Microsoft (MSFT) is reportedly planning its biggest round of job cuts in five years. The action will be a result of implementing a more focused strategy and also integrating Nokia's handset unit, according to a Bloomberg report. Microsoft bought Nokia last year for $7.2 billion,
A Microsoft spokesperson said that the company "is currently not commenting on this speculation reported by Bloomberg."
This is a difficult time for the software giant as it tries to remain relevant while its customers increasingly turn to mobile devices. Microsoft's dominance of computing is tied to the PC -- through operating system Windows and workplace software suite Office. The company has made some significant strategic shifts, offering more support for client platforms from Apple (AAPL) and Google (GOOG) to run its cloud-based services, including Office productivity software.
The potential for cuts was hinted at last week in a memo from CEO Satya Nadella. He said that Microsoft needs to embrace a "mobile-first and cloud-first world" and that the prior focus on becoming a "devices and services" company now needs adjustment.
Instead, Microsoft will attempt to become a "productivity and platform company" and position itself as a way to "harmonize the world's devices, apps, docs, data and social networks."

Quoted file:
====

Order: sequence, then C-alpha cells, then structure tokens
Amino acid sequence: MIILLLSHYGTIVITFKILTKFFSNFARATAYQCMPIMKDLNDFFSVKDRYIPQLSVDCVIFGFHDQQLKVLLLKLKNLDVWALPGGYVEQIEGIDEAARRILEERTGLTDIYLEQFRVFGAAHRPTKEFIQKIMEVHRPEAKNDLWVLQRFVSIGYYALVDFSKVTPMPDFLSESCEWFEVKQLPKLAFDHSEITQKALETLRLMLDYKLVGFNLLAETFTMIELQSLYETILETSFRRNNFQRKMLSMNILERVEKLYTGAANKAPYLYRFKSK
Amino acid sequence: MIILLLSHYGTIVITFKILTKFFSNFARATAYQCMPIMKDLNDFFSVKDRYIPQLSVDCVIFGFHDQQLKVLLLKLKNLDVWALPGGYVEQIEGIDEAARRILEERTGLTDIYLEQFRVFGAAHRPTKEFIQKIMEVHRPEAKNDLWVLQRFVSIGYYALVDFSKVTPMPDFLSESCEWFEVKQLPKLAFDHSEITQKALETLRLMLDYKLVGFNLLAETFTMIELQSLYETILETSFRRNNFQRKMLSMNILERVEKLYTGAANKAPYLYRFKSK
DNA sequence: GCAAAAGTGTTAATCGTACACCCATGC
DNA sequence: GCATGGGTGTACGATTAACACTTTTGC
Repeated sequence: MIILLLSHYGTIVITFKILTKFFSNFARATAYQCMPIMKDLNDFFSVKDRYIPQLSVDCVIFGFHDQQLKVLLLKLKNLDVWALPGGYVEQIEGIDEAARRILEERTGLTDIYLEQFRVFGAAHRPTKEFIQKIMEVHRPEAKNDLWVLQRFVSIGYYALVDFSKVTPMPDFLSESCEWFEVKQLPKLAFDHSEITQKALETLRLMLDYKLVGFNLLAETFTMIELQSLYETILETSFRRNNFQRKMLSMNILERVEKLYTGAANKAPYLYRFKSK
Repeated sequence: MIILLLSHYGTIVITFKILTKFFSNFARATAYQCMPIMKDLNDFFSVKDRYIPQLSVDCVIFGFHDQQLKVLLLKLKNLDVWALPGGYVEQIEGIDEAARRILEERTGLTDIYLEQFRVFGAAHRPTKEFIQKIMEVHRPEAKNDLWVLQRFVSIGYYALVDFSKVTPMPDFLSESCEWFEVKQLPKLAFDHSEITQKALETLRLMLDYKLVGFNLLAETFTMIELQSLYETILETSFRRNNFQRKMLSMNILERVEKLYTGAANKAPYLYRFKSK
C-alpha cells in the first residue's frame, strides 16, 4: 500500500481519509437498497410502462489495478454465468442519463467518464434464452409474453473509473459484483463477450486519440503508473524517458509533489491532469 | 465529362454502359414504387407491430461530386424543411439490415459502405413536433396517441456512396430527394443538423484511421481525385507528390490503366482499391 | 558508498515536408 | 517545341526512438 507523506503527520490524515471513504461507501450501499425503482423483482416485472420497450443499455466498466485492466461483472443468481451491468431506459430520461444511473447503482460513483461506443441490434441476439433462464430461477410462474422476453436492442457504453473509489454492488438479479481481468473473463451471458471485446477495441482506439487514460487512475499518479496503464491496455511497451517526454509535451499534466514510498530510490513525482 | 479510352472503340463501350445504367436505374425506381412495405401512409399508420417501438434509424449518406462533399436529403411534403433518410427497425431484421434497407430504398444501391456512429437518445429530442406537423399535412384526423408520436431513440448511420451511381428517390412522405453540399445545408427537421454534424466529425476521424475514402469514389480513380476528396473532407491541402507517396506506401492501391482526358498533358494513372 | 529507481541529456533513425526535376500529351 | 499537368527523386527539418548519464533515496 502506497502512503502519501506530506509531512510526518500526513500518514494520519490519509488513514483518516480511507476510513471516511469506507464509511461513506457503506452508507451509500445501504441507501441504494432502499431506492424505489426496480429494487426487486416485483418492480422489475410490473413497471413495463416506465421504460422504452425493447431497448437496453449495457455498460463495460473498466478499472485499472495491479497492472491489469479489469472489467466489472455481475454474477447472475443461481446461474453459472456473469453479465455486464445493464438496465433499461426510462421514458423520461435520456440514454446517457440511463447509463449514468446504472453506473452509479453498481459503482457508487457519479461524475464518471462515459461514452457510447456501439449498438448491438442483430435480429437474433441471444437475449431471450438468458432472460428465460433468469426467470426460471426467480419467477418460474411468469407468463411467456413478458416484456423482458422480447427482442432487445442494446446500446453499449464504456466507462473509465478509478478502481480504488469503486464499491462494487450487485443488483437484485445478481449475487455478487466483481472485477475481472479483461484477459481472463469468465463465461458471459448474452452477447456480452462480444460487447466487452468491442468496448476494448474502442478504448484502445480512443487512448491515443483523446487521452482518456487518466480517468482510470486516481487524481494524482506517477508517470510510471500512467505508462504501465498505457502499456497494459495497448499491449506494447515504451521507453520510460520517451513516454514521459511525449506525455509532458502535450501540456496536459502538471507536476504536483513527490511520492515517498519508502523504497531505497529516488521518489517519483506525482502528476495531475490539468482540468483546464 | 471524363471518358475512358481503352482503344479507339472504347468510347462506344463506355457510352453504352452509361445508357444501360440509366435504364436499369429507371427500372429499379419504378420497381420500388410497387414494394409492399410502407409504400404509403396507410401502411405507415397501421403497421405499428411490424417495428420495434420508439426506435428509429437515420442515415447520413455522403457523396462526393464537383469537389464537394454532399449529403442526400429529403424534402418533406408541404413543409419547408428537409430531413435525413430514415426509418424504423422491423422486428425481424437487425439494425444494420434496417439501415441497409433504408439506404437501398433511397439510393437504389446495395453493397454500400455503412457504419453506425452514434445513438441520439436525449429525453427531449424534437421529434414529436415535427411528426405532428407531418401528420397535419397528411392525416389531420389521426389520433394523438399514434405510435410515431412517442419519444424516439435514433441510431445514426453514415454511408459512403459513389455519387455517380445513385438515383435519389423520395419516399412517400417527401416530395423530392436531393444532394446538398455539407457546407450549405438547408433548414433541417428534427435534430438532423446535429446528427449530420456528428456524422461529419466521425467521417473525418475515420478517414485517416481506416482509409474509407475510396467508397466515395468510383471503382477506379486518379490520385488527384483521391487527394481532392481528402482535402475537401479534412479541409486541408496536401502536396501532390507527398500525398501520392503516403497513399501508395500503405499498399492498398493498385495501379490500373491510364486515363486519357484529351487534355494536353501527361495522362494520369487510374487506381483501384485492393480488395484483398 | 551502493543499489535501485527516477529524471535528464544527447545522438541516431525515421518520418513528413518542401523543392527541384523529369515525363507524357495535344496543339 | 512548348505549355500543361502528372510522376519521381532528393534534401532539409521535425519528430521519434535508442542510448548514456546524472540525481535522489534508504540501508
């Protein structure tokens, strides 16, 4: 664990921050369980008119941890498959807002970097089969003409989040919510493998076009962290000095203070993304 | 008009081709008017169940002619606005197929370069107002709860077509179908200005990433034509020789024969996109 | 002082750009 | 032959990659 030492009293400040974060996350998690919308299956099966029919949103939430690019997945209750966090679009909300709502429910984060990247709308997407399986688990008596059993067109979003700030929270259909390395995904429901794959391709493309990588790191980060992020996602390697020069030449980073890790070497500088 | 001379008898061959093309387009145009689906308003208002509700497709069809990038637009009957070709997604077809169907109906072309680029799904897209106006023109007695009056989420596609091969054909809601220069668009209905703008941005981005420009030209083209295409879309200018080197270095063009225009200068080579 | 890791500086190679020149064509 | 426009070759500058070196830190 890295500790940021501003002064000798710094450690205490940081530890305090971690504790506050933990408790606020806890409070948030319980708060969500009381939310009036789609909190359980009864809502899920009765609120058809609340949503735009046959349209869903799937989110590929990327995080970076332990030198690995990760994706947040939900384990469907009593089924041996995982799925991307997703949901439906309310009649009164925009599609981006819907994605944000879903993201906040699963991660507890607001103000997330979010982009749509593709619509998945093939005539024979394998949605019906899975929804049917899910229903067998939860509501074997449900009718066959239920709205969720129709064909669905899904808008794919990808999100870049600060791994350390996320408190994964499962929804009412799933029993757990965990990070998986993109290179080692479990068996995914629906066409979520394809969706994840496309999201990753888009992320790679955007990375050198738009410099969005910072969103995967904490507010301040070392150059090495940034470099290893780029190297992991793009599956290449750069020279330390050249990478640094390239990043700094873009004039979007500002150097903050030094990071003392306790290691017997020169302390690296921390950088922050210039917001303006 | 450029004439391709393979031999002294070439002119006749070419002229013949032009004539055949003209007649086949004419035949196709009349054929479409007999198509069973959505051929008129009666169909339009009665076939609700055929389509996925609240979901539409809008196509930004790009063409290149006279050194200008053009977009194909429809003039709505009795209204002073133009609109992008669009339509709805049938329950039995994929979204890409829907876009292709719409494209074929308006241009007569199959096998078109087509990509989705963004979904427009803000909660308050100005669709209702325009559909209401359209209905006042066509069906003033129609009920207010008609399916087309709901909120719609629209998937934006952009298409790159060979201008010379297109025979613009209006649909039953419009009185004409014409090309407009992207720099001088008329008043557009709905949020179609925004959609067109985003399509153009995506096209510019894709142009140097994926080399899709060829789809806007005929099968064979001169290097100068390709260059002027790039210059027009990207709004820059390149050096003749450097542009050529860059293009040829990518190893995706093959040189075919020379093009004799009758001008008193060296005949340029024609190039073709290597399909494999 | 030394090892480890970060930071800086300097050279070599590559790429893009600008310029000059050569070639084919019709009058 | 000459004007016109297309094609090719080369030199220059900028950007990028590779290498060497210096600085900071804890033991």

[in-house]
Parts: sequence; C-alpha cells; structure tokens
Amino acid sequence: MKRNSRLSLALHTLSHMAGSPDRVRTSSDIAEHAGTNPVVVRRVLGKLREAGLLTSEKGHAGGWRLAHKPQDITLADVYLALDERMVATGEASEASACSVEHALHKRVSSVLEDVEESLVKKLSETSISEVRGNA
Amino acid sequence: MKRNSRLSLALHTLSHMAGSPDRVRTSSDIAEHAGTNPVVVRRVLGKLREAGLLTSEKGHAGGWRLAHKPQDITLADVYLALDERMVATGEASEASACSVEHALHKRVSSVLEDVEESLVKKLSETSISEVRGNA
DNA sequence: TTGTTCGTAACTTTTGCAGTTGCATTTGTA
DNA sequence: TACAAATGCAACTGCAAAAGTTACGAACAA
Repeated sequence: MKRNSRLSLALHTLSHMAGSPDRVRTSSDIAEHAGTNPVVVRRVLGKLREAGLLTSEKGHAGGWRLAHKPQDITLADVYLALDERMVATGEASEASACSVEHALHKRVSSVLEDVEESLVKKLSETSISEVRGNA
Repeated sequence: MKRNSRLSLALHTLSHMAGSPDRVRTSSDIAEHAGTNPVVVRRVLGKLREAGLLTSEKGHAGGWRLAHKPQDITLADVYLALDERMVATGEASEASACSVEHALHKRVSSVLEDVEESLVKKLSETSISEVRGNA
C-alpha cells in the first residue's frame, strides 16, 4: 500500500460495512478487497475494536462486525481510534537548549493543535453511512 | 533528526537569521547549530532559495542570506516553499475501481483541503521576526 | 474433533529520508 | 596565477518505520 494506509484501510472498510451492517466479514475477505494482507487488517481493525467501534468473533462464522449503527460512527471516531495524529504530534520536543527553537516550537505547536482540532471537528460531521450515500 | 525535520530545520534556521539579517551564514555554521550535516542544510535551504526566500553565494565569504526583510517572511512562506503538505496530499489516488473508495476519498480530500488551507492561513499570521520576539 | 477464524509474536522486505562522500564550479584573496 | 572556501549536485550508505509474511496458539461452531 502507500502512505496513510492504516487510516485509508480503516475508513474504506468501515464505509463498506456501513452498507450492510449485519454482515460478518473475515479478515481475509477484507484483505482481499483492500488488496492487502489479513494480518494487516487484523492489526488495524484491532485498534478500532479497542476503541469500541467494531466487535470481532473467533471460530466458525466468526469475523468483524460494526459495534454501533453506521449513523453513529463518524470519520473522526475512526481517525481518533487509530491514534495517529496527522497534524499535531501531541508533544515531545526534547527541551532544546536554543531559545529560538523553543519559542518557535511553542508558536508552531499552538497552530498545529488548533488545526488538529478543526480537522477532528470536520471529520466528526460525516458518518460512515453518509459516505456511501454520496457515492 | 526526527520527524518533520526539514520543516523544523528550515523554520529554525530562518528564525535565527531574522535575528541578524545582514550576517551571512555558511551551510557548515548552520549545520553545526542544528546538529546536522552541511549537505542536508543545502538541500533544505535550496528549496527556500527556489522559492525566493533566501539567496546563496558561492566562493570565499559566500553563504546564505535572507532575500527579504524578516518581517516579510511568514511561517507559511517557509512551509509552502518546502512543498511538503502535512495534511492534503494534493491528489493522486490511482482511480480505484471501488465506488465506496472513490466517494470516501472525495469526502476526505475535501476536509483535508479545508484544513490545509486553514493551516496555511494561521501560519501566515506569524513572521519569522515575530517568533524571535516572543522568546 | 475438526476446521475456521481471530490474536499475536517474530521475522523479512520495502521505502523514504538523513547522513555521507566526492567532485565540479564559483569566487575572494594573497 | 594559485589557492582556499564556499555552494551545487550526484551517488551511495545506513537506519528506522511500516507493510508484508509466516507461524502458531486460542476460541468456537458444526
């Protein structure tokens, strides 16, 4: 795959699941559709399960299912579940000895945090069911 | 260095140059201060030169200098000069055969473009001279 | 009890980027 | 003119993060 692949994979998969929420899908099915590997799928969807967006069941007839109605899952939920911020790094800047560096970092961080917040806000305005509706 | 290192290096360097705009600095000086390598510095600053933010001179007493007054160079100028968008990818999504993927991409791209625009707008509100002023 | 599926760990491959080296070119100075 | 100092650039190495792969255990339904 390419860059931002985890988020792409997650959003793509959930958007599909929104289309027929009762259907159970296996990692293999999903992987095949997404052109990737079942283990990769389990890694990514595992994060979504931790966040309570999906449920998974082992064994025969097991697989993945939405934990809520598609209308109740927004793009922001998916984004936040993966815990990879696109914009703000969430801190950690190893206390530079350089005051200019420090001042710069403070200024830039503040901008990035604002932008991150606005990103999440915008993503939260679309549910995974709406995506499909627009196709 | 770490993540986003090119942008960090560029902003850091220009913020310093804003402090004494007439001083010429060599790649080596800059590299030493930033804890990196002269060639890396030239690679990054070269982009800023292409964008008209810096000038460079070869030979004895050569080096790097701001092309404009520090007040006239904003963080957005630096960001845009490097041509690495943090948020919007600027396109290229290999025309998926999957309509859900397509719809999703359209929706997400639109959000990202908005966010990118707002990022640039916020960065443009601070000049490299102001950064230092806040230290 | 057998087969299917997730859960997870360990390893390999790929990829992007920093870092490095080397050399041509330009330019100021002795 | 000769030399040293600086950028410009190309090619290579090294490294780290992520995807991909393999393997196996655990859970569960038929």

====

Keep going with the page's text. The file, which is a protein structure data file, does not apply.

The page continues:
These are fundamental and, ultimately, massive changes that Nadella envisions, and they have to extend to the structure of the company. "Any strategy gets eaten for lunch if you don't have a culture that backs it up," he told the Seattle Times. "The main call here is: 'Let's not get caught up in any past dogmas in terms of how work gets done. I want us to be as innovative about processes as we are about the innovations themselves.'"
In the past, Microsoft's biggest weakness was a culture that put existing Windows and Office sales ahead of anything else. That is a big reason why the company fell so far behind in mobile.
A cultural change almost always means some significant personnel changes. Planned staff reductions reportedly will be in engineering and marketing. The question is whether existing Microsoft personnel or those from Nokia will dominate. Nokia's culture also has presented significant challenges to innovation and growth.
Complicating the picture is the issue of markets. Samsung's recently announced results showed signs of a bigger mobile industry slowdown. Concerns over potential organizational deadweight could also be driving an interest in reducing headcount.